The higher the concentration of retinol, the higher the conversion rates to retinoic acid. However, higher concentrations may also potentially irritate. And if you are not experiencing any of it, then it, fortunately, means that the retinoic acid is absorbing into the skin's cells receptors.

Retinol can improve wrinkles (caused by sun damage or normal aging), fade pigmentation, improve skin elasticity, and smoothen skin texture

What's the Difference Between Retinol vs. Retinoids? 

Why are retinol and retinoids used interchangeably at times? Because both of them have certain similarities that favor the argument that they are the same. They both belong to the vitamin A family, and both come with huge benefits like treating breakouts and wrinkles. Their overwhelming ability to make a visual change in appearance makes them appear similar. But, they have significant differences. 

The concentration  

The active retinoic acid ingredient is in a lower concentration in OTC retinol, while the prescription ones have it in higher concentrations. All the serums and creams that you are currently using is retinol.  

Molecular structure and conversions steps  

Retinol works gradually over time compared to retinoid due to the molecular difference and their skin process.

OTC retinoids are in ester forms like retinyl palmitate, retinyl linoleate, retinaldehyde, retinyl propionic acid.

These require more steps to convert into active retinoic acid.

More conversions mean weaker products. Retinol, for instance, goes through two modifications to become retinoic acid. It takes 12 weeks to see significant results. Coming to retinoids, it takes four to six weeks to see changes.  

What works for me? Retinoid or Retinol?

It mostly depends on your skin type.

For Sensitive or dry skin: Start with over-the-counter retinol or retinal. The more potent the product, the greater the potential for redness, irritation, and dryness. It is less powerful and gentler on the skin. You can address mild acne and fine lines.

Chronic cystic acne or are looking to target deep wrinkles and folds. You may see a dermatologist regarding retinoids.

Most skin types are tolerant of retinol or retinoid. Still, it is your responsibility to choose the right product and the one you are to use in a non-irritating gentle skincare regimen with a good moisturizer and a gentle cleanser. Your dermatologist may work out the need of your skin (if it needs a delicate touch of mild retinol or action of retinoid).

It also depends on your skin's needs; skin goals,
All of them activate retinoid receptors in your skin, which further carries out many functions, increases cell turnover, regulates collagen production, keeps pores clean, and brightens dark spots through their peeling process.

To decide between the two, it takes your effort to go through your goals, skin types, etc. They potentially determine if you can do fine with retinol, or a retinoid is needed, or you can do without any of it.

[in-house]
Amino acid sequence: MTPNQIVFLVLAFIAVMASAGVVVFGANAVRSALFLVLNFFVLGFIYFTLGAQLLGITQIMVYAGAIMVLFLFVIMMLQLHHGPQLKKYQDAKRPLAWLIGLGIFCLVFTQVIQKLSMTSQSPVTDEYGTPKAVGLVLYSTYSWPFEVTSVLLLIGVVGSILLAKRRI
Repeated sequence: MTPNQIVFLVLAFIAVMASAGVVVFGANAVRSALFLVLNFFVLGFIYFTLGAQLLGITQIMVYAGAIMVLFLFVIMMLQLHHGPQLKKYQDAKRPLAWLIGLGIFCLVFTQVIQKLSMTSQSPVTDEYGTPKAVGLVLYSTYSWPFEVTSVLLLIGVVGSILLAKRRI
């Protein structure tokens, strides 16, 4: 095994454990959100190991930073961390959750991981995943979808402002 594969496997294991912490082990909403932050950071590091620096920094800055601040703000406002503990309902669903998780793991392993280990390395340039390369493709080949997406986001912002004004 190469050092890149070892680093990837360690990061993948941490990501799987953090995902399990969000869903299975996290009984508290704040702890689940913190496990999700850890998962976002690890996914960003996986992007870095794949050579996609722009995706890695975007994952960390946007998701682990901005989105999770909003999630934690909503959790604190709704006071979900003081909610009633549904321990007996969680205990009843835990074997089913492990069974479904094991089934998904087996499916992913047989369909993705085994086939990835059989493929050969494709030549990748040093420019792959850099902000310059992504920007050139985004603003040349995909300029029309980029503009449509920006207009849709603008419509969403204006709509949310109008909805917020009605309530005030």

Your skin regime with retinol or retinoid  

Choose a product that has encapsulated retinol.

Has a significant concentration of retinol

Does not have retinyl palmitate or another vitamin A ester

Does not have preservatives- parabens.

You may start by using it every third night and gradually increase the application according to tolerability. Apply moisturizer after retinol to avoid dryness or flaking.

Moisturizing ingredients, dryness reducing ingredients, antioxidants, brightening ingredients are added with retinoids in OTC products. It makes the product more palatable for the skin.

Granactive Retinoid 2% by Beminimalist is fragrance-free, non-comedogenic. It will help decrease/reduce fine lines and wrinkles and give your skin a youthful vibrancy.

It boosts cell turnover and stimulates collagen production.

Be careful with layering products and discuss your routine with your dermatologist.  

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Sides Effects  

Why retinoids all together may not be the one for you.

Retinization is used to describe the redness, dryness, and flaking of skin when you first start with retinoids or retinol. That is why it is essential/vital to ease into retinoid use slowly.

Retinoids are comparatively more effective than retinol but come with dangers; the side effects are baffling. Redness, stinging, flaking, dryness, irritation of other kinds, and purging accompany the potent ingredient.

Mild irritation, dryness, and sun sensitivity are expected as long as your skin adjusts to the active. But intense flaking, redness, and burning are not okay, especially if you have sensitive skin or suffer from rosacea or eczema. It would help if you were wary of retinol or avoid it altogether.  

Be minimalist's piece of mind 

Use at night and wear SPF 30 or more sunscreen when stepping out.

Talk to your dermatologist to analyze your skin tolerance towards retinoids or if retinol is a safer bet for you.

Use retinol or prescription retinoids only at night, followed by a broad-spectrum sunscreen with SPF 30 or more. Apply it to clean, dry skin.

The regulation of retinoids is due to their teratogenic nature, meaning they can cause abnormal fetal development. If you are breast-feeding or pregnant, you are not to use retinoids or even retinol for that matter.  

Wrapping it up  

Retinoids, the powerhouse multitaskers, work by increasing collagen production and increasing skin-cell turnover. They are known for their positive effects on aging as well as acne-prone skin.

Their efficacy continues to surprise as it also improves skin texture, evens skin tone, decreasing pore size, and gives you a glow.

On the other hand, retinol is comparatively the best form of retinoid as it is the most accessible among all the other retinoids.

But the rate at which these benefits show visible difference depends on whether it is a retinoid or retinol.